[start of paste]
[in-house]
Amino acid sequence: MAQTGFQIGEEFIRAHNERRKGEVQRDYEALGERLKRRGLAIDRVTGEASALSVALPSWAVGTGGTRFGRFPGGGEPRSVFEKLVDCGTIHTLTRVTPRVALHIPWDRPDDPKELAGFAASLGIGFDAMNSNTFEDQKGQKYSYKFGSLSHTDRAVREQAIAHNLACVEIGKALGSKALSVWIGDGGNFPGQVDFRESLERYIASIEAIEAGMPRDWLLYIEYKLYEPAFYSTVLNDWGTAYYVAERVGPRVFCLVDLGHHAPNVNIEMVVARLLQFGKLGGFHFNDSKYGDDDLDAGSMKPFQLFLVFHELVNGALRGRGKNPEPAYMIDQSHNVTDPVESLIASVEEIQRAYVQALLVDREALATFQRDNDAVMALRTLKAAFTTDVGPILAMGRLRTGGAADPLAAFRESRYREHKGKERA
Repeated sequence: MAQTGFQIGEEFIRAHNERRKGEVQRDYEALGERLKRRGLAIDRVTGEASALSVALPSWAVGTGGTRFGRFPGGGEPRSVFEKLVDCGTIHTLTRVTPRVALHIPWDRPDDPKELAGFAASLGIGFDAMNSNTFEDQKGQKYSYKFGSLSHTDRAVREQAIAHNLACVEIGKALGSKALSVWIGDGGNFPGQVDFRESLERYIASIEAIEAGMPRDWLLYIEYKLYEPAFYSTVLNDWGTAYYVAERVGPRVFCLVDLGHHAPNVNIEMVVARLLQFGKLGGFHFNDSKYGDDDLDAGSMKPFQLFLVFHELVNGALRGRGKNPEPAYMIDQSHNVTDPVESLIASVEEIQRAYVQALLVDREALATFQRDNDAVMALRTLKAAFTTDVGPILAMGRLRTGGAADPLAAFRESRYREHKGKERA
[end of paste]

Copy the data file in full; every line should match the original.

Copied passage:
[in-house]
Amino acid sequence: MAQTGFQIGEEFIRAHNERRKGEVQRDYEALGERLKRRGLAIDRVTGEASALSVALPSWAVGTGGTRFGRFPGGGEPRSVFEKLVDCGTIHTLTRVTPRVALHIPWDRPDDPKELAGFAASLGIGFDAMNSNTFEDQKGQKYSYKFGSLSHTDRAVREQAIAHNLACVEIGKALGSKALSVWIGDGGNFPGQVDFRESLERYIASIEAIEAGMPRDWLLYIEYKLYEPAFYSTVLNDWGTAYYVAERVGPRVFCLVDLGHHAPNVNIEMVVARLLQFGKLGGFHFNDSKYGDDDLDAGSMKPFQLFLVFHELVNGALRGRGKNPEPAYMIDQSHNVTDPVESLIASVEEIQRAYVQALLVDREALATFQRDNDAVMALRTLKAAFTTDVGPILAMGRLRTGGAADPLAAFRESRYREHKGKERA
Repeated sequence: MAQTGFQIGEEFIRAHNERRKGEVQRDYEALGERLKRRGLAIDRVTGEASALSVALPSWAVGTGGTRFGRFPGGGEPRSVFEKLVDCGTIHTLTRVTPRVALHIPWDRPDDPKELAGFAASLGIGFDAMNSNTFEDQKGQKYSYKFGSLSHTDRAVREQAIAHNLACVEIGKALGSKALSVWIGDGGNFPGQVDFRESLERYIASIEAIEAGMPRDWLLYIEYKLYEPAFYSTVLNDWGTAYYVAERVGPRVFCLVDLGHHAPNVNIEMVVARLLQFGKLGGFHFNDSKYGDDDLDAGSMKPFQLFLVFHELVNGALRGRGKNPEPAYMIDQSHNVTDPVESLIASVEEIQRAYVQALLVDREALATFQRDNDAVMALRTLKAAFTTDVGPILAMGRLRTGGAADPLAAFRESRYREHKGKERA